Consider a stream of cars driving down a segment of road with no onramps or offramps. In addition, suppose the cars can’t change their spacing at all – that they are somehow kept a fixed distance apart from each other. Then, if one car in the long line changes its speed, all of the cars would be automatically forced to change to the same speed. No car could ever be going faster or slower than the car in front of it, and the number of cars passing a point on the road per unit time would be the same along all points on the road.

But what if the spacing isn’t fixed and the driver of one car steps on their brakes? This causes other cars to slow down as well and can create a region of slower moving, closely spaced cars.

Now imagine you have observers at different points along the road whose job is to count the number of cars going by per unit time. An observer at a location where the cars are moving faster counts the cars as they go by, and because of the larger spacing between the cars, still ends up coming up with the same number of cars per unit time as an observer near the traffic jam location because even though the cars move more slowly through the jam, they are more closely spaced.

The reason the number of cars per unit time passing each point along the road remains roughly constant boils down to a conservation of car number. If a certain number of cars pass a given point per unit time, then those cars are necessarily moving on to pass the next point in approximately the same amount of time.

This analogy gets at the heart of the continuity equation in fluid dynamics. The continuity equation describes how fluid flows through pipes. Just as with the cars, a conservation principle applies. In the case of a fluid, it is conservation of mass that forces the amount of fluid passing any point along the pipe per unit time to be constant so long as the flow is steady.

## What Is Fluid Dynamics?

Fluid dynamics studies fluid motion or moving fluids, as opposed to fluid statics, which is the study of fluids that are not moving. It is closely related to the fields of fluid mechanics and aerodynamics but is narrower in focus.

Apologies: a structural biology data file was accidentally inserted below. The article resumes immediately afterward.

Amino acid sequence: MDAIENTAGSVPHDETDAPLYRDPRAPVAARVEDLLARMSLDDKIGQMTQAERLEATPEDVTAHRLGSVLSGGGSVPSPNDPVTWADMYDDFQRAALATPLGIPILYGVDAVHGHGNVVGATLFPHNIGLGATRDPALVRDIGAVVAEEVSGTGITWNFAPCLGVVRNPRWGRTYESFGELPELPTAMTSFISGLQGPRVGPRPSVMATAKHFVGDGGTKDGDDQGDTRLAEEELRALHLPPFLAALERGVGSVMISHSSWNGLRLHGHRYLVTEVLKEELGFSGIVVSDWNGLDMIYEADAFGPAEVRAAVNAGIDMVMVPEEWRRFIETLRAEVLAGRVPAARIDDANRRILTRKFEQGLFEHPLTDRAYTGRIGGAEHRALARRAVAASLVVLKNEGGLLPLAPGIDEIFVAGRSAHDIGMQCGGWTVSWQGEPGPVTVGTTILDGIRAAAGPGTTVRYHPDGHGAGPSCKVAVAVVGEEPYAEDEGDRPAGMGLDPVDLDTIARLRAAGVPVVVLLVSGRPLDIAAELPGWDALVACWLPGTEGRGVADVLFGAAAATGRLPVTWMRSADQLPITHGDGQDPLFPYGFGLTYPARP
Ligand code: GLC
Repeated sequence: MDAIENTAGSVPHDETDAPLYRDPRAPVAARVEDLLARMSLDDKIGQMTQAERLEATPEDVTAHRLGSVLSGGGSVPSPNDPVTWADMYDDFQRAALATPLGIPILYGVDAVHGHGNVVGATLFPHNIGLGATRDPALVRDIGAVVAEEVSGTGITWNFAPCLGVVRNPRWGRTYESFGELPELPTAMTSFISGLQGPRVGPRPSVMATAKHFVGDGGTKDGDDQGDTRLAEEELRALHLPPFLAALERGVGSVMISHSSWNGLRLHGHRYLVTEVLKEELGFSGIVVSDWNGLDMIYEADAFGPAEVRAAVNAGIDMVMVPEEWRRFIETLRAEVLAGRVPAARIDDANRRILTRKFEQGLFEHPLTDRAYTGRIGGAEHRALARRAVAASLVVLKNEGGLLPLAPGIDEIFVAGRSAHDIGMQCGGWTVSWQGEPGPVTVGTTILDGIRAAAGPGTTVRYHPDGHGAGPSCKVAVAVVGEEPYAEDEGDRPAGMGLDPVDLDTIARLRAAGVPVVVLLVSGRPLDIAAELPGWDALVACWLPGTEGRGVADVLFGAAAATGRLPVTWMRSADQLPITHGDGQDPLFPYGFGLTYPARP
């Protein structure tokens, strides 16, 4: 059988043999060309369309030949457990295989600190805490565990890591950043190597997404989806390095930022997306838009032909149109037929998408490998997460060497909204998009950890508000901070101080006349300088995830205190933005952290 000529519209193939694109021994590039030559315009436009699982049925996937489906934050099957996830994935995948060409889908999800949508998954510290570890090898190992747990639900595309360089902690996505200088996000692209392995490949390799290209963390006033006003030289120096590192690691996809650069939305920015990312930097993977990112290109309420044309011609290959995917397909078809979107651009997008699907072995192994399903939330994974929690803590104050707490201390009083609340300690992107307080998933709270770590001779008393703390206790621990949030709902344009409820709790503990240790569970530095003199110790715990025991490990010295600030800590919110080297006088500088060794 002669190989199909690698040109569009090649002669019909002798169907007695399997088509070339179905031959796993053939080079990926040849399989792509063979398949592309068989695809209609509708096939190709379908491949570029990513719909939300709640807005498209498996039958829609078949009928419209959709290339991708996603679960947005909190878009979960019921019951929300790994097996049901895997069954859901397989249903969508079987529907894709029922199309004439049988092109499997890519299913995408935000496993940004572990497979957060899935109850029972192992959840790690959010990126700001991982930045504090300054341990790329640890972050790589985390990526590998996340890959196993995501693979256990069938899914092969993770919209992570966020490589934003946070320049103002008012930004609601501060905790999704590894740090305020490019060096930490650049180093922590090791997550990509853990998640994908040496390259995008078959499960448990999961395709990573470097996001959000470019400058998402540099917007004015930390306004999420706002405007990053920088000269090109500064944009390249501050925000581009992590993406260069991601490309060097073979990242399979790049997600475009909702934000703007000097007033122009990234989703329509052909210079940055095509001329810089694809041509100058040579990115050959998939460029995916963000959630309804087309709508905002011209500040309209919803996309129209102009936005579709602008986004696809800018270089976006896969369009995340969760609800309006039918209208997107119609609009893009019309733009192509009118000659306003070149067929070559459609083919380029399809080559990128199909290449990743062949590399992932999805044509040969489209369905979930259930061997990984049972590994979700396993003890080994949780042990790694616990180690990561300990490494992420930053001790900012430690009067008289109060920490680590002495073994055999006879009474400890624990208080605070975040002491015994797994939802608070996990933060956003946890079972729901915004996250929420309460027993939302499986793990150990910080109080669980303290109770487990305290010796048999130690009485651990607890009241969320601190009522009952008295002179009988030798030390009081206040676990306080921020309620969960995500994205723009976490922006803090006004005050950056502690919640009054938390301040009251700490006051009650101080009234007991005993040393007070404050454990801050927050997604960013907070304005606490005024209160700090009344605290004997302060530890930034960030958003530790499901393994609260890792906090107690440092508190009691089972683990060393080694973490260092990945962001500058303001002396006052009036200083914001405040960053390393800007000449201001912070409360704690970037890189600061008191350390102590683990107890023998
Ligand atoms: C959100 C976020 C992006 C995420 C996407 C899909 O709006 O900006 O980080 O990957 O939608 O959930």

The word *fluid* often refers to a liquid or an incompressible fluid, but it can also refer to a gas. In general a fluid is any substance that can flow.

Fluid dynamics studies patterns in fluid flows. There are two main ways in which fluids are compelled to flow. Gravity can cause fluids to flow downhill, or fluid can flow due to pressure differences.

## Equation of Continuity

The continuity equation states that in the case of steady flow, the amount of fluid flowing past one point must be the same as the amount of fluid flowing past another point, or the mass flow rate is constant. It is essentially a statement of the law of conservation of mass.

The explicit formula of continuity is the following:

Where *ρ* is density, *A* is cross-sectional area and *v* is the flow velocity of the fluid. The subscripts 1 and 2 indicate two different regions in the same pipe.

## Examples of the Continuity Equation

**Example 1:** Suppose water is flowing through a pipe of diameter 1 cm with a flow velocity of 2 m/s. If the pipe widens to a diameter of 3 cm, what is the new flow rate?

**Solution:** This is one of the most basic examples because it occurs in an incompressible fluid. In this case, density is constant and can be cancelled from both sides of the continuity equation. You then only need to plug in the formula for area and solve for the second velocity:

Which simplifies to:

**Example 2:** Suppose a compressible gas is flowing through a pipe. In a region of the pipe with a cross-sectional area of 0.02 m^{2}, it has a flow rate of 4 m/s and a density of 2 kg/m^{3}. What is its density as it flows through another region of the same pipe with a cross-sectional area of 0.03 m^{2} at velocity 1 m/s?

**Solution:** Applying the continuity equation, we can solve for the second density and plug in values:

References

About the Author

Gayle Towell is a freelance writer and editor living in Oregon. She earned masters degrees in both mathematics and physics from the University of Oregon after completing a double major at Smith College, and has spent over a decade teaching these subjects to college students. Also a prolific writer of fiction, and founder of Microfiction Monday Magazine, you can learn more about Gayle at gtowell.com.